‘Red Bull Kluge’ Turns Athletes Into Extreme Rube Goldberg Machine
When Adam Sadowsky was 11, he built a simple contraption above his bedroom door to capture monsters. “You’d basically open the door, which would trigger a string that would drop a net on whoever was coming in,” he says.
Sadowsky is the founder of Syyn Labs, the high tech geek collective behind a new frenetically paced Red Bull video called The Athlete Machine, which has generated over six million views on YouTube in less than a week. In the video, elite athletes like Olympic hurdler Lolo Jones and pro skater Ryan Sheckler are put in the middle of a Rube Goldberg machine (think the device Pee Wee Herman built to make breakfast), in which one interaction – a bowling ball smashing light bulbs, for example – triggers another. But it’s the athletes who make it go.
“In very much the same way these bits of inanimate objects that make up the machine pass energy from one thing to the next, we really like the idea of athletes passing that energy to each other,” Sadowsky says. “But we didn’t want it to be like passing a baton. We wanted it to be much more elegant and sophisticated an interaction.”
The video opens with skydiver Sean McCormack dropping from the cargo bay of a helicopter. When he lands several seconds later he hops on what looks like a giant target, which starts the machine, spinning pro skater Joey Brezinski onto a ramp, triggering a reaction that includes a chain saw buzzing through two by fours, a golfer hitting a hole in one and a motocross rider doing a backflip off a 20 foot ramp. Each interaction propels the next. It’s sort of like the monster trap Sadowsky built as a kid, just a hell of a lot more complicated.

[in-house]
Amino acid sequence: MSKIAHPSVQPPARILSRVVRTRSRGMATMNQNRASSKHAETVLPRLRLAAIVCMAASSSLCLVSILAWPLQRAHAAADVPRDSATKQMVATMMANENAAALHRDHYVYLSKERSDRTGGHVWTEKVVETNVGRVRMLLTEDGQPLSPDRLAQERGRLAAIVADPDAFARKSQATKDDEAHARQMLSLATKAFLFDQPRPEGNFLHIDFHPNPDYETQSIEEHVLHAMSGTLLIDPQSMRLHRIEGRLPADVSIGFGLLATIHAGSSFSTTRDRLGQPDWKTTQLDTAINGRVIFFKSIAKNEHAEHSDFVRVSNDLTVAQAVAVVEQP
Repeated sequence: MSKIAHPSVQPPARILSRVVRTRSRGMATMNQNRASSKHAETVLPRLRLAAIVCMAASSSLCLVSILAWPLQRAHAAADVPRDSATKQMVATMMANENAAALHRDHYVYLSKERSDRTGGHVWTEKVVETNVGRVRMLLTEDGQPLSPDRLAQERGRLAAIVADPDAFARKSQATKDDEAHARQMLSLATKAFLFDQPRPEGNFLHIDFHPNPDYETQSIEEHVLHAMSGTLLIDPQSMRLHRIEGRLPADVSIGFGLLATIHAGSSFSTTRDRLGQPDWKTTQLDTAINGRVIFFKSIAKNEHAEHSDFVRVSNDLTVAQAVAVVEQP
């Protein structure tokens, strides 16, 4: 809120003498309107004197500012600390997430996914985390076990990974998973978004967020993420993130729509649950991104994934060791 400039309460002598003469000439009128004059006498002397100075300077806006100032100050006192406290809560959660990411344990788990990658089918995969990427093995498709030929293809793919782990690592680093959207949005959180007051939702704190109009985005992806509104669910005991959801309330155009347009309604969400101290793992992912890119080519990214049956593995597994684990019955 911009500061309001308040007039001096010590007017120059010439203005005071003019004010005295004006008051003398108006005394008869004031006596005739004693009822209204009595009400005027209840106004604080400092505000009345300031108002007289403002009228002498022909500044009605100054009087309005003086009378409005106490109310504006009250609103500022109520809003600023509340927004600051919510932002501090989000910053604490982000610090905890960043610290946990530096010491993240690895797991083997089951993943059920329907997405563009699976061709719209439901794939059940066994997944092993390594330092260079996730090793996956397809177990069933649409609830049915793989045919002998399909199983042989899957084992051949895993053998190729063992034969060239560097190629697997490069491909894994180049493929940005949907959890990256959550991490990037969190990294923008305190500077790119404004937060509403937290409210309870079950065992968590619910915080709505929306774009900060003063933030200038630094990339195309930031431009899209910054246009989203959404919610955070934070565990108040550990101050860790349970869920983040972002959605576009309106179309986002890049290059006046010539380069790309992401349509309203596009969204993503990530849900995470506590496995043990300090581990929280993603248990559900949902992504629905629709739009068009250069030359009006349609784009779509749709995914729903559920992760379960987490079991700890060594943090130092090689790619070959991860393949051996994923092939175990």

“It’s like watching a NASCAR wreck in slow motion,” Sadowsky says. “It’s physics in action.” It took Sadowsky and his 23-person crew – which included NASA engineers and Disney theme park vets – about three weeks to build the machine, which sprawled across eight acres of the old El Toro Marines base in Irvine, California. Sadowsky then walked its length about 400 times to make sure the machine would work, and to figure out how his cameras would capture it in action. They then filmed the whole thing in about four hours, with a crew of six crammed into a Mercedes SUV with a camera mounted on the top, sometimes zooming in reverse to get the right shot.
“We wanted to start small in energy, and then have it build from there, but we also wanted to put the unreliable stuff up front, because you don’t want to get towards the end, have someone screw up, and have to start the whole machine over.”
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